‘Security is everyone’s responsibility’ was another mantra at departure-preparation awareness-raising sessions. If everyone was responsible for their own behaviour and for understanding and respecting the rules, then clearly defining the responsibilities of each position was essential. Security-management training helped spell out security management and place it in the hands of the head of mission or base manager. The commonly accepted idea at the time was that security was the logistician’s responsibility. The logistics department makes an essential contribution to security management by managing the vehicle pool, the buildings and the means of communication used by guards and drivers. However, logisticians are not trained to analyse risk or develop an acceptance strategy. While some of them do it, the negotiation skills needed to set up operations and analysis, and written and oral communication skills, are not in the logistician’s job description. In addition, since the heads of mission are ultimately responsible for the safety of their employees and operations, I felt it essential that they be trained and be able to delegate some of the tasks, if necessary, to competent people on their teams.

Those trainings were also an opportunity to remind people of security management’s only two objectives: to improve safety for both international and national staff and to increase our operational capacity. Those objectives were also the subject of my first message to the Board of Directors six months after I started, as were the resources needed to develop and standardise our risk-analysis and management tools, to train the staff in their use and to enhance our organisational capacity to deal with a serious incident.

That last point was the hardest to achieve, because it required directorate involvement. While everyone agreed in principle that it is essential to prepare for managing a crisis, when it came time to do it, no one was available. It wasn’t until 2013, when two ACTED employees were kidnapped in an area of Syria where we were also present, that the directorate and Board of Directors met to set up a crisis unit.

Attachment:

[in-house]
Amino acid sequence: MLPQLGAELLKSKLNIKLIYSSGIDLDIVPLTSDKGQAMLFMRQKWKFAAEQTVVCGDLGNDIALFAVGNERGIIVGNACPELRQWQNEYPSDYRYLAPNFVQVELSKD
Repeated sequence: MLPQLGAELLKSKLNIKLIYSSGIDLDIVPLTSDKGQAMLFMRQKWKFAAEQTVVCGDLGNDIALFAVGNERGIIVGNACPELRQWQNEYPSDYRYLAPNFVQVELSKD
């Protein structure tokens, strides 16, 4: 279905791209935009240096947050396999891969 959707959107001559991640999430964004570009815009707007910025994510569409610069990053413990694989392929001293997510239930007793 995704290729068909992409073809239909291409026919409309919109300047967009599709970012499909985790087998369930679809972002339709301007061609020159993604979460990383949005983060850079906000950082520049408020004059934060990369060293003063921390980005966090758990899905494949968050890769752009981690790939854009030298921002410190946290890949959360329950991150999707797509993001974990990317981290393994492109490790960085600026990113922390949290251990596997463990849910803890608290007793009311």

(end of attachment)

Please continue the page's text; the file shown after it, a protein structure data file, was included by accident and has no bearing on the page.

Task Two: Developing a Risk-Management Methodology for the Field

From 2012, I organised one-day risk-analysis workshops during each of my visits (be it Colombia, Myanmar, Algeria, the Sahel or the Democratic Republic of Congo), with all of the team members – from the head of mission to support staff. I wanted to make sure the teams had a shared view of the context and of the risks taken by the organisation and by each of them, according to their individual profile (gender, nationality, ethnicity and position in the organisation). The workshops also helped develop a common language when talking about threat, vulnerability and risk, and created a space for the staff to share their own perceptions of the dangers they and the organisation faced. Using a risk-analysis tool and methodology, we were able to check those perceptions against the facts. The workshops helped to set up risk-reduction measures for all to follow but also to get rid of inadequate safety rules that put into question the validity of the whole security plan. In most cases, those rules had to do with the personal lives of international staff, limiting their movements. The prohibitions against being out and about at such and such a time, in such and such a place, alone or not, were sometimes relaxed because they were useless. We agreed that the risk of having one’s bag stolen while walking down the street was a risk that could be taken, and that it was counterproductive to prohibit being out and about for that. The lifting of the restriction was of course accompanied by awareness training regarding the risk, as well as a reminder about how to be mindful of one’s surroundings and personal effects and to be unobtrusive and non-ostentatious.

The discussions about individual perceptions of risk led to the issue of the relationship between gender and safety. Do women face different risks from men? Do gender-specific risks justify imposing strict rules for women alone? The answers to those questions in some of our security manuals meant that, for example, ‘a female expat should not go out unless accompanied by a male colleague’ in situations that did not seem to justify it in any way. However, the biggest problem was the failure to report incidents of sexual assault against female staff (mostly national staff), even verbally.

Task Three: Crisis Management

The effectiveness of crisis-management training became clear on my first visit to Yemen. The day before I returned to Paris, two members of our national staff were kidnapped while driving from Sa’dah to Sana’a. The head of mission had recently attended kidnapping-management training in Yemen. The key elements of crisis management were thus fresh in his mind (informing the families, managing the media, maintaining confidentiality, etc.), and the list of key contacts was up-to-date. As a result, he was immediately able to send the kidnappers a consistent message, inform the families, reach out to organisations with experience in similar situations and contact the governor of the province to request his intervention. Both victims were released that same evening. A few days later we got the vehicle back, too. All that without giving anything in exchange.